There is, I must insist, nothing normatively special about a church as compared to any other sort of non-residential entity — yes, it offers a variety of social services like fellowship, counseling, personal guidance, and child care. But social clubs, psychologists, and day care facilities all are not protected by this law where churches are. I suppose if I were a judge, I realize that I’d have to defer to the silly preferences of the majority since the case law seems to allow the majority to implement this silly preference, but if I were king, I’d say that a church gets to be treated the same as any other business. After reading that, I’m sure that church-loving readers out there will all breathe a sigh of relief that TL is not king and therefore their beloved churches will continue to enjoy preferential treatment before the law.
The light bulb I want to turn on, though, is that the churches are enjoying preferential treatment before the law. Even if you are a believer and a church-lover, that ought to give you pause. Even if you are a believer, that means you likely believe that your own church is the one which offers a true path to salvation, and by extension that other churches offer false paths. Yet those false churches receive preferential treatment by the government. I submit that a believer ought not to be pleased with such a result.
Second is the same sentiment I expressed in reference to Isaacs: “Why do you care so much about your neighbor’s porn-viewing habits?” They don’t affect you in any way. No one is going to make you go in to this video store. If you do go in to this video store, no one is going to make you browse the pornos or rent them or buy them or watch them. If you want to, that’s your decision and no one else’s. If your neighbor makes that choice, how does that affect you? You don’t have to watch the videos with him. You don’t have to observe what he does while he’s watching them. He isn’t going to steal from you to support his habit of renting pornos. Indeed, chances are that your neighbor would prefer to be discreet about what he’s watching and for you to learn what he is watching requires you to engage in an act of investigation that goes beyond reasonable observation what I would consider to be an acceptable boundary into the realm of “snooping,” otherwise known as invading your neighbor’s reasonable expectation of privacy.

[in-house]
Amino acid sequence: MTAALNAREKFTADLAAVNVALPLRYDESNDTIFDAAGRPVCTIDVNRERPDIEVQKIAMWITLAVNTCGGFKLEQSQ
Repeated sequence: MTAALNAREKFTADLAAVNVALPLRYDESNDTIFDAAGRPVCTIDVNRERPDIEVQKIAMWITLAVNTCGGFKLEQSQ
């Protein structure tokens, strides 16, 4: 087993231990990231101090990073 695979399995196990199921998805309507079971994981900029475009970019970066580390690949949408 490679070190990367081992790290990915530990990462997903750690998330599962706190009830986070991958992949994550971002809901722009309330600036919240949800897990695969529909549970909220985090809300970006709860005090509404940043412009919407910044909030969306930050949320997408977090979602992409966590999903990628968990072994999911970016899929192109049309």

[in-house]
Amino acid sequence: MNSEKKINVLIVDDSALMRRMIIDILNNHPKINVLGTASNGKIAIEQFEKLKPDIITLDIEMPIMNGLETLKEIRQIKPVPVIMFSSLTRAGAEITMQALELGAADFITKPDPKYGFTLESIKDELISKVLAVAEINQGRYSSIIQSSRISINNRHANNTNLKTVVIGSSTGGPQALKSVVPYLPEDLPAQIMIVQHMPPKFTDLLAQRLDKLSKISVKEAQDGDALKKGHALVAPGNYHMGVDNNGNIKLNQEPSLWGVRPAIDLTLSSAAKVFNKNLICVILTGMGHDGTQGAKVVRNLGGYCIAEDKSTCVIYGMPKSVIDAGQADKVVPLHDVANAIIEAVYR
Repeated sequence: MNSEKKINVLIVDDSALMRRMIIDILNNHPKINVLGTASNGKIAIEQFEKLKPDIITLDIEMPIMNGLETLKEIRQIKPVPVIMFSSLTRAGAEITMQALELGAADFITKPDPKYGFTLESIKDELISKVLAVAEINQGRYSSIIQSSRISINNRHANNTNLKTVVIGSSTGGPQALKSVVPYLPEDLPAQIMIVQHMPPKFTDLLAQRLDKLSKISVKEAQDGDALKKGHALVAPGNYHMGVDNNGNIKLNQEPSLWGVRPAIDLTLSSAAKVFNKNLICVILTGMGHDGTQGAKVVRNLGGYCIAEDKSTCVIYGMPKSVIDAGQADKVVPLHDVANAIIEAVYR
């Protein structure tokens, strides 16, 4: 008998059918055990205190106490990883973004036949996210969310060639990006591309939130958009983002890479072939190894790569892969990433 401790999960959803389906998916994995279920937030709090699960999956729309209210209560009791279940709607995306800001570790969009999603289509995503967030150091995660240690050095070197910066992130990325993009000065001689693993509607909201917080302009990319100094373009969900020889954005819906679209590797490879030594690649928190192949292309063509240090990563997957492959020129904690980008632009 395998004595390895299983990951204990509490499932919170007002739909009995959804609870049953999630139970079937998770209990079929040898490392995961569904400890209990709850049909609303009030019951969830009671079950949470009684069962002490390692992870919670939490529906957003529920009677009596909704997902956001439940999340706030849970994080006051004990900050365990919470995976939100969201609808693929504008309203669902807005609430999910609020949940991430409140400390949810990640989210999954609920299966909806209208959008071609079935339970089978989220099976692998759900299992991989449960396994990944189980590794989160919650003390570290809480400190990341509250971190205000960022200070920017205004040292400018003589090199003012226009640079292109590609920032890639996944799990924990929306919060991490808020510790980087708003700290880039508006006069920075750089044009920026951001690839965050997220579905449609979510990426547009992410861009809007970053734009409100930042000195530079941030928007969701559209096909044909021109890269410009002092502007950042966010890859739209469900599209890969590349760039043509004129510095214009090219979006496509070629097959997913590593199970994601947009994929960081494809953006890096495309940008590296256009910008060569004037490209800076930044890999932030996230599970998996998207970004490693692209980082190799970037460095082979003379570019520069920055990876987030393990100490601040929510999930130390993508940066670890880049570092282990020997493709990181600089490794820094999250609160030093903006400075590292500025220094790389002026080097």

Perhaps, then, you want to use the law to eliminate the possibility that you will be tempted to rent such a movie yourself. That such a thing is an inappropriate use of the law seems obvious to me but maybe it isn’t obvious to anyone else. I should be free to make a choice different than you. If you don’t want to rent a porno, no one’s forcing you to.
Moreover, what about like Showgirls, Body Heat, Basic Instinct, American Pie, or any other “R” rated title that has a strongly sexual theme? The difference between the sexual content of Sexy Secrets Of The Sorority House Part XVII and Wild Things is one of degree, not quality. The law isn’t really good at drawing such lines because it must do so prospectively and in terms of general application.
The market, however, is free to make such distinctions on whatever arbitrary, unarticulatable, or even objectively inconsistent terms it wishes. And by “the market,” of course I mean the collective decisions of individuals. Very few people object to Wal-Mart selling, or Blockbuster Video renting, “R”-rated movies with sexual themes, but it’s likely that a significantly larger number of people would make such an objectionto pornos. Some kind of a line is being drawn, to be sure, but that’s the marketplace doing it rather than the law. I’ve no objection to Wal-Mart electing to sell or not sell certain titles. I have a real problem, though, when a government starts telling Wal-Mart what it can or cannot sell.
Which is the real point here — this is the sort of thing that the marketplace can and will sort out. Fact of the matter is, video stores are based on a business model that is daily becoming more obsolete. As it becomes easier to purchase movies in digital form directly over the net, either in streaming or in some kind of digital file mode, people are going to need DVDs less and less. If the church doesn’t like the video store, what it really needs to do is nothing — sadly for them, the entrepreneurs who are starting a video store in 2010 are going to find themselves competing with better, faster, cheaper technology in a very short amount of time and then the issue is going to be what sort of business will replace the video store.